The pickings at my local farmer's market were slim this week, but with Ontario asparagus, radishes, onions and fiddleheads for sale I know that from now until October each coming week will offer a new treat. I always buy fiddleheads when I see them because their earthy flavour is such a welcome taste of spring and they aren't available for very long. The trick to serving fiddleheads is to clean them well, removing all the brown papery flecks that cover the curled fronds, otherwise they will be bitter. I shake them in a paper bag a few times and then rinse them in cold water. If fiddleheads aren't available in your market, feel free to substitute. Asparagus or wild mushrooms would both work well. This recipe call for ramps, or wild leeks. I used small green onions, but you could use regular leeks. Heat the chicken or vegetable stock in a separate pot. If the stock is cold you will be lowering the cooking temperature of the rice with each addition and it won't cook evenly.Fiddlehead Ramp Risotto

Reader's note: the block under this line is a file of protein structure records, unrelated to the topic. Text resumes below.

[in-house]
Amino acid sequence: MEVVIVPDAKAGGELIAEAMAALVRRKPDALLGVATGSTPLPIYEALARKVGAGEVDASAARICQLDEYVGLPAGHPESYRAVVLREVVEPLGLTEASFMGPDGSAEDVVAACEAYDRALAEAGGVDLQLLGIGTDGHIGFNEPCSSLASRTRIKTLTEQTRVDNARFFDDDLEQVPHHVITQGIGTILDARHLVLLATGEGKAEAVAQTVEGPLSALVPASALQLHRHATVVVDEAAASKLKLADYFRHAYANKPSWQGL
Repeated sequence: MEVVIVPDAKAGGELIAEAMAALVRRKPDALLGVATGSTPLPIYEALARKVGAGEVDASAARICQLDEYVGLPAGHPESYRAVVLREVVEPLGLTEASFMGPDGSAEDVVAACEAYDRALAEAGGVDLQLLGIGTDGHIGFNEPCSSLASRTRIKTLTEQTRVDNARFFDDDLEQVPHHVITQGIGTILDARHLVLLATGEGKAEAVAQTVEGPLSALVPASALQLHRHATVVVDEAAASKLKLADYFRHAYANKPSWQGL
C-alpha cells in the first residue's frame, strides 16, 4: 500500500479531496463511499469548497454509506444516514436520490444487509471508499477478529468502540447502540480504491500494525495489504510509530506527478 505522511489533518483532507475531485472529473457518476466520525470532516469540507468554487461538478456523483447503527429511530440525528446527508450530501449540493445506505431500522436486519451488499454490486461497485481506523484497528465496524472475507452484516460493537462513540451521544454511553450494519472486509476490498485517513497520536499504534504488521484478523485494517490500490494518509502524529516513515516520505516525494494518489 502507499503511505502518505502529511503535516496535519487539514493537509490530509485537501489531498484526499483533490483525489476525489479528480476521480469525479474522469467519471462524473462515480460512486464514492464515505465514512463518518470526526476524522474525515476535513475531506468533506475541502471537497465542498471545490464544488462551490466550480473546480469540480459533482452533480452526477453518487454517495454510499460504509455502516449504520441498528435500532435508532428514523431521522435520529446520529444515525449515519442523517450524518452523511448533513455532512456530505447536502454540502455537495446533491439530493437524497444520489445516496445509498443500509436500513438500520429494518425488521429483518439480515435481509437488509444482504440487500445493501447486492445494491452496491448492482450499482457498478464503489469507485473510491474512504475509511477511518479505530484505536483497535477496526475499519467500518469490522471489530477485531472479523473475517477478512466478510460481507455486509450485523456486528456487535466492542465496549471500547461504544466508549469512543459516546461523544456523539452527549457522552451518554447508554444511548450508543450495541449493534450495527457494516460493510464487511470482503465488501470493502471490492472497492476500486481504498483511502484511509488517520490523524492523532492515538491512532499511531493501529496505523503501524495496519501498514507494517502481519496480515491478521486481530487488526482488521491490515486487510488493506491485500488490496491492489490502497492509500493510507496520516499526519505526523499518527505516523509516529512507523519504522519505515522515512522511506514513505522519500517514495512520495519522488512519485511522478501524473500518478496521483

1/2 cup ramps, finely chopped
8 ounces roasted bacon or pancetta, sliced and chopped
2 cups parboiled fiddleheads, coarsely chopped
1 tbsp oil
2 ounces butter
18 ounces carnaroli rice (you can also use a superfino arborio)
1 glass white wine
6 cups good quality chicken stock or vegetable stock
2 ounces grated parmesan cheese
1. In a heavy bottomed pot, saute the ramps, bacon and fiddleheads in the oil and a little butter for a few minutes
2. Add the rice and heat for a minute stirring gently to prevent burning. Add the wine and let it evaporate.
3. Add two ladlefuls of warmed stock and stir occasionally to prevent sticking. Keep risotto at a gentle simmer throughout the cooking. As the stock is absorbed gradually add more. Continue to add the stock as required until the rice is cooked. This should take about 20 minutes. The risotto should be runny but not liquidy.
This recipe is by Massimo Capra, a local chef and was printed in The Globe and Mail